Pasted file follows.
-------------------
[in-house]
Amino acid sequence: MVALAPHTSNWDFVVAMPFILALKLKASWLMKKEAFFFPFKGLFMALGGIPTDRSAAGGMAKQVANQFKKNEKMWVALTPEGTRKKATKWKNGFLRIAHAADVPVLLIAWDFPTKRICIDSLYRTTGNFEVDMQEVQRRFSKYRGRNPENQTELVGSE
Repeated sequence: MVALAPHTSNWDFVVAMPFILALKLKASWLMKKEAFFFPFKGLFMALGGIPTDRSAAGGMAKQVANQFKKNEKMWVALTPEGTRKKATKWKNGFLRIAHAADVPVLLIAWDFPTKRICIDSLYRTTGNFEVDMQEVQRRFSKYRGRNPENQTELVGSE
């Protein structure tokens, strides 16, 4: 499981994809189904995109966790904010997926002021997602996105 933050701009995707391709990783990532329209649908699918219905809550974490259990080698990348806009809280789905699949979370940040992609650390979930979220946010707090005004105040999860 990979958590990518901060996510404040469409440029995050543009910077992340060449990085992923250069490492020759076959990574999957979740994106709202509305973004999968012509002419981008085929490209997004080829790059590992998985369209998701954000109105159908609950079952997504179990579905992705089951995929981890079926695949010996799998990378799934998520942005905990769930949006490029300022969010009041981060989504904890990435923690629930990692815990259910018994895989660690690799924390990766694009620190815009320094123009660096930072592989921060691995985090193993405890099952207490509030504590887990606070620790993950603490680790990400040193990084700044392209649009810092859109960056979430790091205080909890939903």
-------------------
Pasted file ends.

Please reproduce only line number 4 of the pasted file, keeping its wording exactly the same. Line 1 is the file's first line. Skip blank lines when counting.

């Protein structure tokens, strides 16, 4: 499981994809189904995109966790904010997926002021997602996105 933050701009995707391709990783990532329209649908699918219905809550974490259990080698990348806009809280789905699949979370940040992609650390979930979220946010707090005004105040999860 990979958590990518901060996510404040469409440029995050543009910077992340060449990085992923250069490492020759076959990574999957979740994106709202509305973004999968012509002419981008085929490209997004080829790059590992998985369209998701954000109105159908609950079952997504179990579905992705089951995929981890079926695949010996799998990378799934998520942005905990769930949006490029300022969010009041981060989504904890990435923690629930990692815990259910018994895989660690690799924390990766694009620190815009320094123009660096930072592989921060691995985090193993405890099952207490509030504590887990606070620790993950603490680790990400040193990084700044392209649009810092859109960056979430790091205080909890939903």